Wind turbines and solar power panels chop in the spinning blades and fry in the mid-air heat flux millions of birds around the world, not to mention the physical and mental distress (Wind Turbine Syndrome) caused to mammals on land and in water in the proximity of wind and solar farms.
Environmentalists believe that the practice of issuing incidental take permits for wind farms is detrimental to all species of bats and birds and should be stopped. The assurance that turbines will be located on sites away from migratory flight paths is not sufficient to prevent bird deaths. Turbines still attract swallows, bats, and raptors from miles away. Endangered bird species are not spared either. As bird watchers spotted the fastest flying bird, the White-throated Needle tail , turn up in Britain, they witnessed in horror its flight into the path of a nearby wind turbine.
Mark Duchamp enumerated the many casualties of wind farms – 3,000 golden eagles in 25 years of operation at the Altamont Pass wind farm built on “the hills where golden eagles come from all over California to hunt and interact.”
“White-tailed Sea Eagles are being killed by windfarms in Norway, Sweden, Germany, Japan, Scotland and the Netherlands; Bald Eagles in Canada; Golden eagles in the U.S., Sweden, Scotland, and Spain; Wedge-tailed Eagles and White-bellied Sea Eagles in Australia; eagles from five different species in Spain, all condemned to disappear because of the government’s green policy,” explained Duchamp.
“In Australia, the Tasmanian Wedge-tailed Eagle will become extinct because of a biased, faulty and misleading environmental study which permitted the construction of seven windfarms in its habitat.”
While millions of birds and bats are dying needlessly, wind and solar power inconsistent energy production cannot replace coal. The world’s economy needs fossil fuels, nuclear energy, and hydro-power that provide a constant source of electricity, not partial or intermittent Aeolian energy.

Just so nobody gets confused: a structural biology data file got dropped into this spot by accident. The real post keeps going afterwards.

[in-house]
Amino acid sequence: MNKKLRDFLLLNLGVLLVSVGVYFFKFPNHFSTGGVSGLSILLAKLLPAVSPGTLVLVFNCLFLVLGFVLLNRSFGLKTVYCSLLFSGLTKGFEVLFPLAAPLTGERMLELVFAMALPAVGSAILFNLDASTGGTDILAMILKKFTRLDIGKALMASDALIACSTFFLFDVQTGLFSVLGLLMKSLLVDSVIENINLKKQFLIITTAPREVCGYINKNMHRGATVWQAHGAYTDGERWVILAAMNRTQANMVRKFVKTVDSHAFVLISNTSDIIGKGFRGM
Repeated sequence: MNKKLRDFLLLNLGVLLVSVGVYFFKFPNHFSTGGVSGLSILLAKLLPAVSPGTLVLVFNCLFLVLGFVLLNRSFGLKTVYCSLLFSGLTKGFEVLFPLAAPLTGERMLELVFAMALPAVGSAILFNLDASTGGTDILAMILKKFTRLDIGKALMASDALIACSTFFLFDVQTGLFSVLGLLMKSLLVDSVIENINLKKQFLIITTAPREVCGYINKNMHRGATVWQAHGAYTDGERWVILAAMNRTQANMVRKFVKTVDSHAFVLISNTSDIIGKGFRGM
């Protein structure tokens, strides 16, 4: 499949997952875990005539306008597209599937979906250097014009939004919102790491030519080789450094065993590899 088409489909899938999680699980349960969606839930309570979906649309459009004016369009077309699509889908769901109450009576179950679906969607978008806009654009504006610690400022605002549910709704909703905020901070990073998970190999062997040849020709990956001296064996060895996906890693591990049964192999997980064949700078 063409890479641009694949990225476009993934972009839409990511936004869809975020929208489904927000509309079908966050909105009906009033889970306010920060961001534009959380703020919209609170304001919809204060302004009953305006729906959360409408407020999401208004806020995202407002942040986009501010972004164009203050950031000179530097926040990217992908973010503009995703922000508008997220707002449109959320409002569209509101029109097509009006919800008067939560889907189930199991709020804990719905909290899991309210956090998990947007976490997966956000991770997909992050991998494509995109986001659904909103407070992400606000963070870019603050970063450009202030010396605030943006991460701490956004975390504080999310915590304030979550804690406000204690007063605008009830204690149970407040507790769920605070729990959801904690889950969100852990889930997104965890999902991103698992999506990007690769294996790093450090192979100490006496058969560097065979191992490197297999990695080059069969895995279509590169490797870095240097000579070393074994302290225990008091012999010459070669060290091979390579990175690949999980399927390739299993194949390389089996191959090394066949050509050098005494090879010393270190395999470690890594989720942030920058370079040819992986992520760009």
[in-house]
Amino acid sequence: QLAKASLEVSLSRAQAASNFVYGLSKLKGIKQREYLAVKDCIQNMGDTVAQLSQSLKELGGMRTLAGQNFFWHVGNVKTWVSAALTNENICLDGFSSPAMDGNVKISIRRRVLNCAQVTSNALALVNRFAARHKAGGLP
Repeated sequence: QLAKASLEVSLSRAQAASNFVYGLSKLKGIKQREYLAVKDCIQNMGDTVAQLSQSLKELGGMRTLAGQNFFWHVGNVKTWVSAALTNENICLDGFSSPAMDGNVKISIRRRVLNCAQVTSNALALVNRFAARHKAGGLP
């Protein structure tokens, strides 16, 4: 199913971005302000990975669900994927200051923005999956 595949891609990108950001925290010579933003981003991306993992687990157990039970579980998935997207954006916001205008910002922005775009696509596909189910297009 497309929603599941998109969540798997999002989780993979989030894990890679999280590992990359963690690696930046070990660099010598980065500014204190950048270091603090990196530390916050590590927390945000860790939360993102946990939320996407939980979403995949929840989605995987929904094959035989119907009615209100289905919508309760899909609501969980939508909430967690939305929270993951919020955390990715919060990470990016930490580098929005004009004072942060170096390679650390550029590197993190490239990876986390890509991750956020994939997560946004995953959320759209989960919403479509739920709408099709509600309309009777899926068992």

2 thoughts on “Wind Turbines Are Killing Birds and Bats

  1. I can’t understand how birds could be this stupid as to fly into a turbine. I’ve only seen a few of these ghastly things, but they never look like they are spinning around fast enough to hit anything. Why don’t the dumb birds fly OVER or around them? I believe you that they are in FACT being killed, but it is incredible to me that they do. I have seen birds at Home Depot clever enough to use a sliding glass door that opens automatically when people approach it. They sit on one side of the door and wait for a person to walk by and they fly in the store. When they are ready to exit, after they’ve pecked open a bag of their favorite bird seed and feasted, they sit near the door and wait to be let out again. And yet birds in the wild can’t dodge a slow moving windmill? What’s up with the stupid things?????


    • Birds are smart but they get confused by the “thump thump” sound field created by the turbines; they also fly too close and are actually sucked into the Aeolian vortex. Anything shiny attracts them because they think it’s water. That is also a problem with large mirrors which they mistaken for water. They fly too close to them and get fried in mid-air by the heat flux created by thousands of mirrors. Even though the turbines appear to you on the ground that the blades are slowly turning, they are actually turning quite fast. You get a distortion because they are so high up in the air.
      Ileana Johnson